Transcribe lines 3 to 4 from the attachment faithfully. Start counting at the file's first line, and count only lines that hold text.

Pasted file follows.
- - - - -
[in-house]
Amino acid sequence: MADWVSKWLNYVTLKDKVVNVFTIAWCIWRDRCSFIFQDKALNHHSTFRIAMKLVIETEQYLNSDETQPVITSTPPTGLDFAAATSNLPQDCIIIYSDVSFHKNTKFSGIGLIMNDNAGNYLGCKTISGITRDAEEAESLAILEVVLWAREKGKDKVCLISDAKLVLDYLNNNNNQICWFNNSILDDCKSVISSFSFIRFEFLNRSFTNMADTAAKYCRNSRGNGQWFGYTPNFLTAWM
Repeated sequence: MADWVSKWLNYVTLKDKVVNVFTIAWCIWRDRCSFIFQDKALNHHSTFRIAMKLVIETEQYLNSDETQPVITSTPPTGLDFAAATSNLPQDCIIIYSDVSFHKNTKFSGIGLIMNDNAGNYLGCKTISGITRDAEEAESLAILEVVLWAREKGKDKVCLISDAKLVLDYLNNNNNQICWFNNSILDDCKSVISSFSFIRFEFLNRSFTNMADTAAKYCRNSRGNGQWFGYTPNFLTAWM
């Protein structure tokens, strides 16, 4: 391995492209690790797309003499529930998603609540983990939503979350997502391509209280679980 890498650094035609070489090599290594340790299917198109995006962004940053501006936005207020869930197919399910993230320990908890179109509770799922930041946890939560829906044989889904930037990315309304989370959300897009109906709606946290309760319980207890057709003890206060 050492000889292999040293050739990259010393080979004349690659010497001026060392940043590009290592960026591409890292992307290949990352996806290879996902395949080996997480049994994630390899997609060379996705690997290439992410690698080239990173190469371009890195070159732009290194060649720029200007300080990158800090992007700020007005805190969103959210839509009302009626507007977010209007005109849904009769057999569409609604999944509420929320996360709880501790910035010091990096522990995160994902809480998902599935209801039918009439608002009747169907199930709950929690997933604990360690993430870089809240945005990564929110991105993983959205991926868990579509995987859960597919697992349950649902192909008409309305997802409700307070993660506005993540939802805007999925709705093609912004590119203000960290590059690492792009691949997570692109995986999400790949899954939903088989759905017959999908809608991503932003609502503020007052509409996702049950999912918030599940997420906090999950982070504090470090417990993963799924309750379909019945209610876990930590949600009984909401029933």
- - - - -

Repeated sequence: MADWVSKWLNYVTLKDKVVNVFTIAWCIWRDRCSFIFQDKALNHHSTFRIAMKLVIETEQYLNSDETQPVITSTPPTGLDFAAATSNLPQDCIIIYSDVSFHKNTKFSGIGLIMNDNAGNYLGCKTISGITRDAEEAESLAILEVVLWAREKGKDKVCLISDAKLVLDYLNNNNNQICWFNNSILDDCKSVISSFSFIRFEFLNRSFTNMADTAAKYCRNSRGNGQWFGYTPNFLTAWM
């Protein structure tokens, strides 16, 4: 391995492209690790797309003499529930998603609540983990939503979350997502391509209280679980 890498650094035609070489090599290594340790299917198109995006962004940053501006936005207020869930197919399910993230320990908890179109509770799922930041946890939560829906044989889904930037990315309304989370959300897009109906709606946290309760319980207890057709003890206060 050492000889292999040293050739990259010393080979004349690659010497001026060392940043590009290592960026591409890292992307290949990352996806290879996902395949080996997480049994994630390899997609060379996705690997290439992410690698080239990173190469371009890195070159732009290194060649720029200007300080990158800090992007700020007005805190969103959210839509009302009626507007977010209007005109849904009769057999569409609604999944509420929320996360709880501790910035010091990096522990995160994902809480998902599935209801039918009439608002009747169907199930709950929690997933604990360690993430870089809240945005990564929110991105993983959205991926868990579509995987859960597919697992349950649902192909008409309305997802409700307070993660506005993540939802805007999925709705093609912004590119203000960290590059690492792009691949997570692109995986999400790949899954939903088989759905017959999908809608991503932003609502503020007052509409996702049950999912918030599940997420906090999950982070504090470090417990993963799924309750379909019945209610876990930590949600009984909401029933």